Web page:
Mukul Sharma Research Projects

Development and Construction of a High Resolution Measurement While Drilling Tool

Mukul M. Sharma

Abstract

We propose to develop a revolutionary measurement while drilling (MWD) tool capable of measuring high resolution, real-time fluid saturations, and other parameters of oil and gas reservoirs. The prototype tool shall be built to meet requirements for high temperature, high pressure drilling service. The concept involves using a high rate of penetration anti-whirl drill bit designed to incorporate a ring of sensors coupled to a downhole data acquisition, storage and transmission system.

Injection Water Management

Mukul M. Sharma

Injectivity decline in water injection wells can have a large impact on the economics of offshore and onshore water disposal and waterflooding operations. Most mature oil and gas producing regions of the world currently have a ratio ofproduced water to oil in excess of 25 to 1. The disposal of produced water is, therefore, becoming an increasingly important issue in the management of produced fluids.

Integrated, Multi-scale Characterization of Imbibition and Wettability Phenomena Using Magnetic Resonance and Wide-Band Dielectric Measurements

Mukul M. Sharma, Carlos Torres-Verdin, Steven L. Byant (in collaboration with Professor George Hirasaki at Rice Unversity) (cverdin@mail.utexas.edu)

Funding amount: $800,000 for the period of Oct. 2004 - Sep. 2007

This research will use advanced dielectric and NMR measurements to understand and predict the flow of oil and water in reservoir rocks. Such improved characterization methods are vital for the continued production from existing domestic oil reservoirs at low cost and high efficiency.

Novel Fouling-Reducing Coatings for Ultrafiltration, Nanofiltration and Reverse Osmosis Membranes

Mukul M. Sharma, Benny D. Freeman (Chemical Engineering)

Funding amount: $576,000 for the period of Sept. 2004 - Aug. 2007

This research will provide new and better ways to purify produced water from oil and gas wells by using novel polymer membranes and thus will result in both environmental and economic benefits.

pH Sensitive Polymers for Improving Reservoir Sweep and Conformance Control in Chemical Flooding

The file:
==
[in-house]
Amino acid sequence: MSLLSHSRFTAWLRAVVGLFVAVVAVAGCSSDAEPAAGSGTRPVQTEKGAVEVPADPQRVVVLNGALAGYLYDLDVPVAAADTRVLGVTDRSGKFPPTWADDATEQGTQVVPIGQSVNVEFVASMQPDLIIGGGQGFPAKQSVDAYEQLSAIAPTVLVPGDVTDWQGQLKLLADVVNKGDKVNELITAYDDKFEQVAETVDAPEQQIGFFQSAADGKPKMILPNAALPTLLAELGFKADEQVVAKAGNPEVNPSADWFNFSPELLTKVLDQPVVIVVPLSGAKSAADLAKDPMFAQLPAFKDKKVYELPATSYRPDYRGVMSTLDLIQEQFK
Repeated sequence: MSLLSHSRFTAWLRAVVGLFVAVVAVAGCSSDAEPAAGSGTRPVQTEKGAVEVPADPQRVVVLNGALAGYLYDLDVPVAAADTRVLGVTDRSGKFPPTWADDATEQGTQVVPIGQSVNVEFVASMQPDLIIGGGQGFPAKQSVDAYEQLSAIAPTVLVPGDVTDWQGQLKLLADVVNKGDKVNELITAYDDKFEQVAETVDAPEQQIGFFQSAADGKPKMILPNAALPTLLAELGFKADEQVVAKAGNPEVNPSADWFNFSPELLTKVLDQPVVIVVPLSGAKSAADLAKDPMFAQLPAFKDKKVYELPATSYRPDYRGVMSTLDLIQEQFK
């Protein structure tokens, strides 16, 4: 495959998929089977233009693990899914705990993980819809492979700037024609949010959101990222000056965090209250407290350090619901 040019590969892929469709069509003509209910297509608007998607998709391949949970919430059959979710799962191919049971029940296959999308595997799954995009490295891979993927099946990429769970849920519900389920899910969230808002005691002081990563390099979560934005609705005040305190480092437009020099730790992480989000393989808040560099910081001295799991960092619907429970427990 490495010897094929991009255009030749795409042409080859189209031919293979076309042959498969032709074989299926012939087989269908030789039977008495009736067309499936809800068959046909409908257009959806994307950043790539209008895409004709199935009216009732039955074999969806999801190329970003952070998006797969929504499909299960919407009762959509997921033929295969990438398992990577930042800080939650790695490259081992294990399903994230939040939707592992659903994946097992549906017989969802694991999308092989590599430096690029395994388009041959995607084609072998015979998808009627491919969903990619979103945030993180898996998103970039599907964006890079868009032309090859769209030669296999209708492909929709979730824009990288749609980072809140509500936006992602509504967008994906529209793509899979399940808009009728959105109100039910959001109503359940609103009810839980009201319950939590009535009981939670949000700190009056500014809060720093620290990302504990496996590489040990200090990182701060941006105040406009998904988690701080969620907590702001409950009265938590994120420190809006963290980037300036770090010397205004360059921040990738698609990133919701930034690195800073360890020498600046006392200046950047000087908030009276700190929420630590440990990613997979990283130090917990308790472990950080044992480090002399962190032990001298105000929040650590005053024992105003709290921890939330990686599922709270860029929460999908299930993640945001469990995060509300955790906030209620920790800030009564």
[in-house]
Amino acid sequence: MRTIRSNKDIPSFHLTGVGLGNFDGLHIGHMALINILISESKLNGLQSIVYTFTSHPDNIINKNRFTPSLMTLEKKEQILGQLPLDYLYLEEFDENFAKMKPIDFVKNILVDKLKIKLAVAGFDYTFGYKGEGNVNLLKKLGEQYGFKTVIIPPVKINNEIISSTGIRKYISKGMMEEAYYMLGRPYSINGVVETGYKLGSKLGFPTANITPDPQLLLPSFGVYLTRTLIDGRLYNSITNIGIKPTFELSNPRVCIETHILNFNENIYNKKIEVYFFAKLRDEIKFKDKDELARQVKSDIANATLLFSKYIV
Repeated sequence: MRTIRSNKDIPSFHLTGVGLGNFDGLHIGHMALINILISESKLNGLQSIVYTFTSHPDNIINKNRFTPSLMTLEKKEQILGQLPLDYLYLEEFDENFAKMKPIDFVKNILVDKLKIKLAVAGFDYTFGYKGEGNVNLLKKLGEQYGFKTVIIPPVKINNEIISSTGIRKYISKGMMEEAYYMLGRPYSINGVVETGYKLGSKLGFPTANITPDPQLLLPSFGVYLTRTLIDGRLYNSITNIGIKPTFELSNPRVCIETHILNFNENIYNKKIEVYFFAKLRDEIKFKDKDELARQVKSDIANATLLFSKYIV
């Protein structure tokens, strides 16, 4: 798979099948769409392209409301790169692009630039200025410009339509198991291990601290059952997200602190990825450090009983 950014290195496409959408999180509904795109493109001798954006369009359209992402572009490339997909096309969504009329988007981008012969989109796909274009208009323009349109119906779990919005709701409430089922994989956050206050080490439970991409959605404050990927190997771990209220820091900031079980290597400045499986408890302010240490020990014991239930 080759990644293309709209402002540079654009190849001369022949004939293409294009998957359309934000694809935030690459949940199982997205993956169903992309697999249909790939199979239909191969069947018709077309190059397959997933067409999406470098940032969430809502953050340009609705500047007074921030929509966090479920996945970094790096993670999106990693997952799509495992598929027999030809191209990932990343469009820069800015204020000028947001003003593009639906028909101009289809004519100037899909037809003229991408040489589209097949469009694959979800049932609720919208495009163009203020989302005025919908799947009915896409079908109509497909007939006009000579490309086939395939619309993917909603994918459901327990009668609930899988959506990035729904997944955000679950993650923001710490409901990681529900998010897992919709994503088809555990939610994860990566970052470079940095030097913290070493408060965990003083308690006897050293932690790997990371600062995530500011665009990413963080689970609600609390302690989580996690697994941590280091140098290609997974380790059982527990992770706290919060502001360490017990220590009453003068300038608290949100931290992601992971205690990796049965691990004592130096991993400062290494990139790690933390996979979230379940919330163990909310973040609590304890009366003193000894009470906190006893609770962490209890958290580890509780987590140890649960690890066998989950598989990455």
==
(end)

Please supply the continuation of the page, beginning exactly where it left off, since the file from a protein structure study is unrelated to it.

Mukul M. Sharma, Steven L. Bryant, Chun Huh

Funding amount: $790,000 for the period of Oct. 2004 - Sep. 2007

This research will develop better ways to use polymers to enhance the oil recovery from depleted oil reservoirs and provide inexpensive oil from existing domestic oil reservoirs that might otherwise be uneconomic to produce and subject to abandonment.

pH Triggered Gels for Water Shutoff and Conformance Control

Mukul M. Sharma

As oil fields in the US mature, the volumes of produced water requiring disposal have increased significantly. With numerous older and mature oil fields, the growing problem of water production and stricter environmental regulation of water disposal are forcing oil producers to find ways to eliminate water coning and conformance control problems. Approximately 20 billion barrels of water are reinjected in the US every year. Any technology that minimizes the amount of water or gas produced in conjunction with the produced oil would have a significant impact on the energy consumption and on the cost oil production domestically.

Produced Water Management in Offshore Gulf of Mexico

Mukul M. Sharma

In offshore operations, topside equipment for produced water handling adds an enormous cost. It is imperative that we find cost effective solutions for treating this water in an environmentally benign manner. Seafloor separation coupled with sub-surface injection of produced water for waterflooding to recover additional oil is an excellent disposal strategy for the produced water that achieves three important goals:

Well Completion and Stimulation in Unconsolidated Sands

Mukul M. Sharma

Well completion and stimulation in unconsolidated formations has wide implications for the US petroleum industry. Most of the production in the Gulf of Mexico comes from unconsolidated sands. Frac-pack completions are being frequently performed in poorly consolidated, high-permeability sand formations to bypass well damage and enhance productivity. Despite the significance of the production from unconsolidated sands for the US, the design and placement of these completions in these sands is often sub-optimal due to lack of proper design tools.